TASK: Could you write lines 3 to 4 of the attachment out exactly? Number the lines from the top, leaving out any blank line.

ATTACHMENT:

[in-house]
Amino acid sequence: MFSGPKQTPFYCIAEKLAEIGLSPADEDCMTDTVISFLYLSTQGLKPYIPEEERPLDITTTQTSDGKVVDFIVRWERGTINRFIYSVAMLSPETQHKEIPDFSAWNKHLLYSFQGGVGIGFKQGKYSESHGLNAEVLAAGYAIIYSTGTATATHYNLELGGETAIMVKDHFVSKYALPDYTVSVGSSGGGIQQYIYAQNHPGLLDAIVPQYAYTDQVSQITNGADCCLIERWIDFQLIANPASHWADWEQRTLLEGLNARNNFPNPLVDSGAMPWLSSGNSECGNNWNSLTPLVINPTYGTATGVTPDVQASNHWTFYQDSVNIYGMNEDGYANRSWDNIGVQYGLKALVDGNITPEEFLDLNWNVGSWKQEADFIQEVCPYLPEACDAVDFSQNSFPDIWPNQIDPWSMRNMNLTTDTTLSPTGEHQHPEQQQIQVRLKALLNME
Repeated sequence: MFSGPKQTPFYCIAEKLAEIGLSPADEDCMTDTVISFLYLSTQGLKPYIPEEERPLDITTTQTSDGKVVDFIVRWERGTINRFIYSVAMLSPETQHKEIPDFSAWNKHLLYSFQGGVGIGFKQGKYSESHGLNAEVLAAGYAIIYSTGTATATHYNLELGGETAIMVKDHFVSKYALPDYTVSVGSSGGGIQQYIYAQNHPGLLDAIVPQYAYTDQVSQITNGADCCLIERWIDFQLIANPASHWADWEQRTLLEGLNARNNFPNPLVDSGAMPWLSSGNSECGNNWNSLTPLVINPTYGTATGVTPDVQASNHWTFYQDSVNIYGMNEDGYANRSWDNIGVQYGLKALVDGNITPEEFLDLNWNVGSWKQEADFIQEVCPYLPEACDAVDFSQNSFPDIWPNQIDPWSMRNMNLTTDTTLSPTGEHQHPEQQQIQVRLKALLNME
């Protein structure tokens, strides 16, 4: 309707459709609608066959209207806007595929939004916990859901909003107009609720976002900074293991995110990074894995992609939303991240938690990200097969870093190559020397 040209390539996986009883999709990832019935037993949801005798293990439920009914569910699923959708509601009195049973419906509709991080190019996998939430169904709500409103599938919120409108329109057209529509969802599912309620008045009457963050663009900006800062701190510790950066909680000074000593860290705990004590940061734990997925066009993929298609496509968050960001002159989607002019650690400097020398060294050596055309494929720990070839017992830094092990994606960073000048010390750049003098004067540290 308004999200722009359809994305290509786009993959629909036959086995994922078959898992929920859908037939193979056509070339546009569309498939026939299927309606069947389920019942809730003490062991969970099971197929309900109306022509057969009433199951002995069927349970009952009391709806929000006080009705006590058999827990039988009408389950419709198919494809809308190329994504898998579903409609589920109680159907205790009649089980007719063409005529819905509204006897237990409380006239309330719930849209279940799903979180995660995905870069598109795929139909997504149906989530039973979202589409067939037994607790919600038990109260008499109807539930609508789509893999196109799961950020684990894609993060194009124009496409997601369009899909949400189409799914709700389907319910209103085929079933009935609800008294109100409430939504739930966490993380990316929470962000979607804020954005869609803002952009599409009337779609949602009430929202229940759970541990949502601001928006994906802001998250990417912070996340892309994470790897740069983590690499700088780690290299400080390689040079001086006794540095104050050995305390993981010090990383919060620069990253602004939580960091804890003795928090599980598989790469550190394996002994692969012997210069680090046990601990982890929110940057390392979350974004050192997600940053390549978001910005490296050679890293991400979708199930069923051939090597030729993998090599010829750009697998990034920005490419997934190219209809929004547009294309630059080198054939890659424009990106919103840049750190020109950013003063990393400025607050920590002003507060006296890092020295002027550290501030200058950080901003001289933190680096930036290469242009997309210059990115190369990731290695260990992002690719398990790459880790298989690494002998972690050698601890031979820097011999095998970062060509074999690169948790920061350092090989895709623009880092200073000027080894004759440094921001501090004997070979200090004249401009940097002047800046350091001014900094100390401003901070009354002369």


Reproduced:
Repeated sequence: MFSGPKQTPFYCIAEKLAEIGLSPADEDCMTDTVISFLYLSTQGLKPYIPEEERPLDITTTQTSDGKVVDFIVRWERGTINRFIYSVAMLSPETQHKEIPDFSAWNKHLLYSFQGGVGIGFKQGKYSESHGLNAEVLAAGYAIIYSTGTATATHYNLELGGETAIMVKDHFVSKYALPDYTVSVGSSGGGIQQYIYAQNHPGLLDAIVPQYAYTDQVSQITNGADCCLIERWIDFQLIANPASHWADWEQRTLLEGLNARNNFPNPLVDSGAMPWLSSGNSECGNNWNSLTPLVINPTYGTATGVTPDVQASNHWTFYQDSVNIYGMNEDGYANRSWDNIGVQYGLKALVDGNITPEEFLDLNWNVGSWKQEADFIQEVCPYLPEACDAVDFSQNSFPDIWPNQIDPWSMRNMNLTTDTTLSPTGEHQHPEQQQIQVRLKALLNME
């Protein structure tokens, strides 16, 4: 309707459709609608066959209207806007595929939004916990859901909003107009609720976002900074293991995110990074894995992609939303991240938690990200097969870093190559020397 040209390539996986009883999709990832019935037993949801005798293990439920009914569910699923959708509601009195049973419906509709991080190019996998939430169904709500409103599938919120409108329109057209529509969802599912309620008045009457963050663009900006800062701190510790950066909680000074000593860290705990004590940061734990997925066009993929298609496509968050960001002159989607002019650690400097020398060294050596055309494929720990070839017992830094092990994606960073000048010390750049003098004067540290 308004999200722009359809994305290509786009993959629909036959086995994922078959898992929920859908037939193979056509070339546009569309498939026939299927309606069947389920019942809730003490062991969970099971197929309900109306022509057969009433199951002995069927349970009952009391709806929000006080009705006590058999827990039988009408389950419709198919494809809308190329994504898998579903409609589920109680159907205790009649089980007719063409005529819905509204006897237990409380006239309330719930849209279940799903979180995660995905870069598109795929139909997504149906989530039973979202589409067939037994607790919600038990109260008499109807539930609508789509893999196109799961950020684990894609993060194009124009496409997601369009899909949400189409799914709700389907319910209103085929079933009935609800008294109100409430939504739930966490993380990316929470962000979607804020954005869609803002952009599409009337779609949602009430929202229940759970541990949502601001928006994906802001998250990417912070996340892309994470790897740069983590690499700088780690290299400080390689040079001086006794540095104050050995305390993981010090990383919060620069990253602004939580960091804890003795928090599980598989790469550190394996002994692969012997210069680090046990601990982890929110940057390392979350974004050192997600940053390549978001910005490296050679890293991400979708199930069923051939090597030729993998090599010829750009697998990034920005490419997934190219209809929004547009294309630059080198054939890659424009990106919103840049750190020109950013003063990393400025607050920590002003507060006296890092020295002027550290501030200058950080901003001289933190680096930036290469242009997309210059990115190369990731290695260990992002690719398990790459880790298989690494002998972690050698601890031979820097011999095998970062060509074999690169948790920061350092090989895709623009880092200073000027080894004759440094921001501090004997070979200090004249401009940097002047800046350091001014900094100390401003901070009354002369």